Funaro Nero d’avola
Plano Alto Garnacha/Carinena blend
La Posta Malbec
Marchesio Arneis – Organic and Biodynamic
Sergio Marchisio is a quiet pioneer: He was the first-ever farmer to plant Arneis in Castellinaldo, the first to make méthode Champenopise sparkling Arneis, and the first in the region to use amphorae for Nebbiolo.
The Marchisio family farms vines (always organically) in many of the area’s top sites – including Nebbiolo from the famously sandy slopes Valmaggiore. Sergio’s two sons, Fabio (winemaker) and Ivo (agronomist) round out the team.
Aromas recalling beeswax, hazelnut, and wild herbs form the nose along with a whiff of petrol. On the dry, restrained palate, honeyed notes accompany dried apricot and Meyer lemon before a bitter almond close. Fresh acidity keeps it lifted. All the youthful richness of a great natural, authentic Arneis, capable of directly recounting the marine origin in the Roero. The wines are bright, vibrant, and always bursting with aromas.
Try it with roasted fish, spicy pasta sauces, cream sauces and poultry. For an interesting experience, open the bottle and have a glass; recork it and put it in the fridge, have another taste; repeat. For me the wine is transformed from an angular Sauvignon Blanc-like experience to a more rounded Chenin-like one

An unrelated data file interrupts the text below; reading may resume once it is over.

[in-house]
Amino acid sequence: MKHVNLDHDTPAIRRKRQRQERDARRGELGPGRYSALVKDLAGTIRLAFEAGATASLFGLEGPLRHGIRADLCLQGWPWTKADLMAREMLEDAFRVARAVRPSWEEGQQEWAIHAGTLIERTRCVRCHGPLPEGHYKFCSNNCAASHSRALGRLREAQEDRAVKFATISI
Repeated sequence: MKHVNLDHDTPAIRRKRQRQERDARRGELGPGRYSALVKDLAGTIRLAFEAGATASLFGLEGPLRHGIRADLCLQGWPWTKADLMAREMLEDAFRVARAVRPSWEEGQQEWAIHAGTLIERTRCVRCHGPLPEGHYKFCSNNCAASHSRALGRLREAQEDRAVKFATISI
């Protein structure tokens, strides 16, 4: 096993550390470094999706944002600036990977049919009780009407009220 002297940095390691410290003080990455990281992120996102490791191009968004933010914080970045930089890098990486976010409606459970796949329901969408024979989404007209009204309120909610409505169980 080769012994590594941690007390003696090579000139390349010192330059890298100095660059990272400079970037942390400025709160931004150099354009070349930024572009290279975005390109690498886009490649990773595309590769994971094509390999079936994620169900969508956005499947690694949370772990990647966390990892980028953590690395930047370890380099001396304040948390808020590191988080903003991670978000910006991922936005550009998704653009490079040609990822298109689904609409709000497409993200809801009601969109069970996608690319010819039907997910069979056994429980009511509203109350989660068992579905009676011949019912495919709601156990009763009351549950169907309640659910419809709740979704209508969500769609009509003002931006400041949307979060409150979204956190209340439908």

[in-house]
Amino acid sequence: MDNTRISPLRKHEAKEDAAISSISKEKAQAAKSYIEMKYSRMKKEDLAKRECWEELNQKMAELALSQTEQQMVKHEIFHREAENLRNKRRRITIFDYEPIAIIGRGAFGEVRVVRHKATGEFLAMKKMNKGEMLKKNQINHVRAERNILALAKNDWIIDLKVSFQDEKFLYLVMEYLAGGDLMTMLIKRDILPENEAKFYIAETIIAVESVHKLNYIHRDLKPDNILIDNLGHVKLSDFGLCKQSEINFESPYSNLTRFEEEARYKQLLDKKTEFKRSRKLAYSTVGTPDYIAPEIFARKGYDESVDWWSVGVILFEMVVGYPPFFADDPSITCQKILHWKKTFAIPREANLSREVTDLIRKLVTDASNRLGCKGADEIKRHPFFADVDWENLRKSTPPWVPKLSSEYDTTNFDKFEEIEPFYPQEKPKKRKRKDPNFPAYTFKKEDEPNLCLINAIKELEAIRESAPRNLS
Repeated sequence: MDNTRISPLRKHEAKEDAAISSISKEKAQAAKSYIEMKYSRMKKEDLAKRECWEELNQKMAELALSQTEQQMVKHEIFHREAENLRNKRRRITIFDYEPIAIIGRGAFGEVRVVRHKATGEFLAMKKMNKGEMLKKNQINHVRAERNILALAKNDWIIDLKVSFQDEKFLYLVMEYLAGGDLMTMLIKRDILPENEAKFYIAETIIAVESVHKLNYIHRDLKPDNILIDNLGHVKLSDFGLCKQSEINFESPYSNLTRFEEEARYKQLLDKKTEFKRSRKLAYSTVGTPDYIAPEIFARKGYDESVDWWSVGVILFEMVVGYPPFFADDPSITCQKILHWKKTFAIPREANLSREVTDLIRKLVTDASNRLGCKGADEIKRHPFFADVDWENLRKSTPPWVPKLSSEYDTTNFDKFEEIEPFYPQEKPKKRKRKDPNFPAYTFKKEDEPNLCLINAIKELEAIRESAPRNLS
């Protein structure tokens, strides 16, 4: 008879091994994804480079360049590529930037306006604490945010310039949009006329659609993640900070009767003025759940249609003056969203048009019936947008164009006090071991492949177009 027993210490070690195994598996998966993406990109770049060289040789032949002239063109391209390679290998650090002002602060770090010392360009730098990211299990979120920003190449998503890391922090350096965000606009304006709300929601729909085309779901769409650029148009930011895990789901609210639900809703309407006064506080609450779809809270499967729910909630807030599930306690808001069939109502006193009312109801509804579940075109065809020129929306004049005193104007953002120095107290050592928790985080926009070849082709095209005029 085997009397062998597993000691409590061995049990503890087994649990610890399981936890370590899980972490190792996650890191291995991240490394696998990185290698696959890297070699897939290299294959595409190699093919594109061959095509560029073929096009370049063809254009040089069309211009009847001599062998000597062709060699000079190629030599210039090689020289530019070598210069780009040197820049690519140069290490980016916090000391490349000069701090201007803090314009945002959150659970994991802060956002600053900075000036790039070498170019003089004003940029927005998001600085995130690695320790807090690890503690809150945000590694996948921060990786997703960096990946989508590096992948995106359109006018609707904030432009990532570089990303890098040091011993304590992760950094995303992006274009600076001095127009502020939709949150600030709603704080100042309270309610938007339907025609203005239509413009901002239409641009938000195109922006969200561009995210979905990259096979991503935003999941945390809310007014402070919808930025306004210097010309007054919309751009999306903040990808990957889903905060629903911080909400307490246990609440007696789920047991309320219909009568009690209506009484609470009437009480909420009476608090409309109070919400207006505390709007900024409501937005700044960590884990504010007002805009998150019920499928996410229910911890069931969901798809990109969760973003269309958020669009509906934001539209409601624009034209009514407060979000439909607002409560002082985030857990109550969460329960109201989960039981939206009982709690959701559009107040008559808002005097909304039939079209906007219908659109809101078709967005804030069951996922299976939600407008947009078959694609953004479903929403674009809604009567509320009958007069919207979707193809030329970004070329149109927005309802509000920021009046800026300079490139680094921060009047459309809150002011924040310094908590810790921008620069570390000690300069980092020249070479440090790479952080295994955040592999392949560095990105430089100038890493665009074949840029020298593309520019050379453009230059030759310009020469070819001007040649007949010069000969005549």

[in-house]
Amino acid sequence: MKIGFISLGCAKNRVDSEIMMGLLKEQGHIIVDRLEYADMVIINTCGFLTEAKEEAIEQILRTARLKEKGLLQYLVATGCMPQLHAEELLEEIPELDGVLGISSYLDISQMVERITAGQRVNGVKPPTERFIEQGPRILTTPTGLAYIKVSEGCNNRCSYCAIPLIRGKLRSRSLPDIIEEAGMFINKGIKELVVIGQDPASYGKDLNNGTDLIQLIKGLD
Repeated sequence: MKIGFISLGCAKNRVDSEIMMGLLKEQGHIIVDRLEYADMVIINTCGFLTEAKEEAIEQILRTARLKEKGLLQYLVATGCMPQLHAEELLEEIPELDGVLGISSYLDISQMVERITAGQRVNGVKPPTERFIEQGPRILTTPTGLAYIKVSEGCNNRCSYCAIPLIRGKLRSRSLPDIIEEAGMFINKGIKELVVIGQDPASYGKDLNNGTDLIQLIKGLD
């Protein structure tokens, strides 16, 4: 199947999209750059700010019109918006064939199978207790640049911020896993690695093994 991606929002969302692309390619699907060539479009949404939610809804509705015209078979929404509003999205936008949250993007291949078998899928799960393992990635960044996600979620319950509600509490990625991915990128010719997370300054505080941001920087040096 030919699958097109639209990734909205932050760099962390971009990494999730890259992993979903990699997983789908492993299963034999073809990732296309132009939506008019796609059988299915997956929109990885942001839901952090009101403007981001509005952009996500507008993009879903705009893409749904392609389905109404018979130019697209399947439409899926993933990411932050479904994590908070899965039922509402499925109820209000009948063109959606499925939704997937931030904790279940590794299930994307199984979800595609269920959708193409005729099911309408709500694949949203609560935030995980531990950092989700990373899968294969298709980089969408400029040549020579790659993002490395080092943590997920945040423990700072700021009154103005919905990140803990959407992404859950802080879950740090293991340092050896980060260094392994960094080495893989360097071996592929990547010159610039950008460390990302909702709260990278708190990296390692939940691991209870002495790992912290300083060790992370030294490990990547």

BERNIER CHARDONNAY – SUSTAINABLE
We’ve been carrying Bernier Chardonnay since we opened the shops in 2002. It offers great value, is varietally correct and could pass for an entry level White Burgundy at a fraction of the cost.
Of all the wines produced in France’s vast Loire Valley, Chardonnay is probably the least celebrated. Sauvignon Blanc, Chenin Blanc, Muscadet, Cabernet Franc, and even Malbec and Pinot Noir have justifiably deserved reputations there. But Chardonnay? It’s a minor player at best.
And yet, this is an oversight. There is more-than-decent Loire Valley Chardonnay to be found and enjoyed. In the far eastern end of the Loire, the variety figures in the relatively obscure but often delicious wines from the small Cheverny appellation, where it is blended with Sauvignon Blanc to produce crisp and elegant wines.
A hundred miles or so to the west, on the other side of the Loire not far from the Atlantic Ocean, Chardonnay is grown and bottled on its own in the Muscadet region. One producer doing this successfully is Couillaud Brothers, as this 2018 Domaine de Bernier Chardonnay amply demonstrates.